Meteotsunamis

November 1, 2020
By Damond Benningfield
Episode:

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Storm clouds over Lake Superior. When conditions are right, meteotsunamis can form in the Great Lakes. Credit: NOAA.

If you live along the coast, you might get hit by several tsunamis a year -- but not even know it. They aren’t generated by underwater earthquakes, volcanoes, or landslides. Instead, they’re caused by the weather. So they’re called meteorological tsunamis -- meteotsunamis, for short. And they may be pretty common.

A meteotsunami stirs to life when a tropical storm, a nor’easter, a thunderstorm, or some other major weather event roars across the water. The storm causes a big but quick change in air pressure and winds. That can create a wave on the water. The wave is small at first -- maybe an inch or two high. As it moves toward the coast, though, it reaches shallower waters. That causes the wave to pile up. Eventually, it can reach several feet in height -- big enough to cause damage.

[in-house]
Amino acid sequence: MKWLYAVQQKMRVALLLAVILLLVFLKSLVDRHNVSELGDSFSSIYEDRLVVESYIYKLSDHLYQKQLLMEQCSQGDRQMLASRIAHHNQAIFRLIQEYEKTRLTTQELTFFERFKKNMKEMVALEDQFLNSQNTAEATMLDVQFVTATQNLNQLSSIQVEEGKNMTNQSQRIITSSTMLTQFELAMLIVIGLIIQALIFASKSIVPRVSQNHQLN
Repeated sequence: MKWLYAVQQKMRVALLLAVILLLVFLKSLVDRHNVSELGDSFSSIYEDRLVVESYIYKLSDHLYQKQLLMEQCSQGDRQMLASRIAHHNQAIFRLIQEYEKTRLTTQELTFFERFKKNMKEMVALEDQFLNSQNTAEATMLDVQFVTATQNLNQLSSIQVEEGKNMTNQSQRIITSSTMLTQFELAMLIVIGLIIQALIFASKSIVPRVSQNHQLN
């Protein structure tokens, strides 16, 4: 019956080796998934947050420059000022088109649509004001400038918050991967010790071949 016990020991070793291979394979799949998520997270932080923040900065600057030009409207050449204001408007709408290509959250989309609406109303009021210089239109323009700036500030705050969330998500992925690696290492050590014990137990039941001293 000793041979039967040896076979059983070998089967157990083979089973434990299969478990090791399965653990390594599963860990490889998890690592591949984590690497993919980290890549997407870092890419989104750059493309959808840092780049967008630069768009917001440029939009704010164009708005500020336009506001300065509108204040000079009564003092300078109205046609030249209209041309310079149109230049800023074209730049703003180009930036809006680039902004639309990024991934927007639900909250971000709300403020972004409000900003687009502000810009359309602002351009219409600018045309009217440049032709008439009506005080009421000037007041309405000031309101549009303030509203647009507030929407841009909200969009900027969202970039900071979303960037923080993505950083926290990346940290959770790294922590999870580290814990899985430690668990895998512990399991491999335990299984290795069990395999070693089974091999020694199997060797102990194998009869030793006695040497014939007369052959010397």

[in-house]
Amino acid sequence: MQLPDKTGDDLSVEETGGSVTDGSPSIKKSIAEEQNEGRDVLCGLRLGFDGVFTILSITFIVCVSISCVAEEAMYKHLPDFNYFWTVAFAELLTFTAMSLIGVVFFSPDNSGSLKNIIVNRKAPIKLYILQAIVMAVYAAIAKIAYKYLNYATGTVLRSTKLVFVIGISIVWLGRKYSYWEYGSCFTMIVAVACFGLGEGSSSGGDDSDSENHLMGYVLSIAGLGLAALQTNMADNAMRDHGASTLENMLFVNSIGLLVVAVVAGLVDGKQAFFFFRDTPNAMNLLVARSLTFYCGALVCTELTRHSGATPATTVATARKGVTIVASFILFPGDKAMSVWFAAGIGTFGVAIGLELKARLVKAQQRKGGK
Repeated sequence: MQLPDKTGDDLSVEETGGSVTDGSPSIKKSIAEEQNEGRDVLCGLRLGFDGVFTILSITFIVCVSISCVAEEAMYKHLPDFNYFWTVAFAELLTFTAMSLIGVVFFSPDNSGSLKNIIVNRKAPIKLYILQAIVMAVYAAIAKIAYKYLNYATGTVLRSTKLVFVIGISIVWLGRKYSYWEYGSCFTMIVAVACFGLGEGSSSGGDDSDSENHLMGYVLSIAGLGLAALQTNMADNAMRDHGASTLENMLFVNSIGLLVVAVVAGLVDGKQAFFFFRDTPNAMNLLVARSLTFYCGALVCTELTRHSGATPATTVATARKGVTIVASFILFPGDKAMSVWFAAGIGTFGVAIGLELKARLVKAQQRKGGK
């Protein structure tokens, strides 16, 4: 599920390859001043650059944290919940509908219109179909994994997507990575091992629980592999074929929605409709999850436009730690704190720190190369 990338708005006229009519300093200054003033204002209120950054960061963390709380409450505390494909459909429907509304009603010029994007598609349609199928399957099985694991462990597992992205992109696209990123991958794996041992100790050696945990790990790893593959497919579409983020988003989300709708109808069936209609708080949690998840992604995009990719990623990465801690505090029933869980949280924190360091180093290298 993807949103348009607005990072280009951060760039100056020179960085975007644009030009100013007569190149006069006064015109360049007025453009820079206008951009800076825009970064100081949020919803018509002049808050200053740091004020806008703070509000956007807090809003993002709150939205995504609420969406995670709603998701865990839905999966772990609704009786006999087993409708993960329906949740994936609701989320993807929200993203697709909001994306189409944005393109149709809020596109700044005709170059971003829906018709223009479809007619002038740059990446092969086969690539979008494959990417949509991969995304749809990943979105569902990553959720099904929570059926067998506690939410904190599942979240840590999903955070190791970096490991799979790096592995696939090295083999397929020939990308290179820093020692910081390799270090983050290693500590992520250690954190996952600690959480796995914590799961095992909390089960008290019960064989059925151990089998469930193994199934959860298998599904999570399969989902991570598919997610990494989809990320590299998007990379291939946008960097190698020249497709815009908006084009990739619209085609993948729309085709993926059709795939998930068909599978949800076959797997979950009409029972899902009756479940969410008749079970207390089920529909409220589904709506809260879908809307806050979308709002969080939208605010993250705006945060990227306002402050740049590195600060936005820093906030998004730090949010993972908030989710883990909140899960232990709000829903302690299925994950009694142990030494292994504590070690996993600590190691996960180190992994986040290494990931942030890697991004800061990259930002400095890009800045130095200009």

In the United States, meteotsunamis are most common along the Atlantic and Gulf coasts, and in the Great Lakes. A recent study, in fact, found that about two dozen of them strike the Atlantic Coast every year.

Most of them aren’t that big, so no one really notices them. But a few can be nasty. The largest ever recorded was a 20-foot wave that hit Croatia, causing extensive damage to boats and port facilities. In the United States, one with 12-foot waves hit Boothbay Harbor in Maine in 2008, causing the harbor to empty and refill three times in just 15 minutes. And in 1954, a 10-footer hit Chicago, killing seven people who were washed into Lake Michigan -- a deadly wave powered by the weather.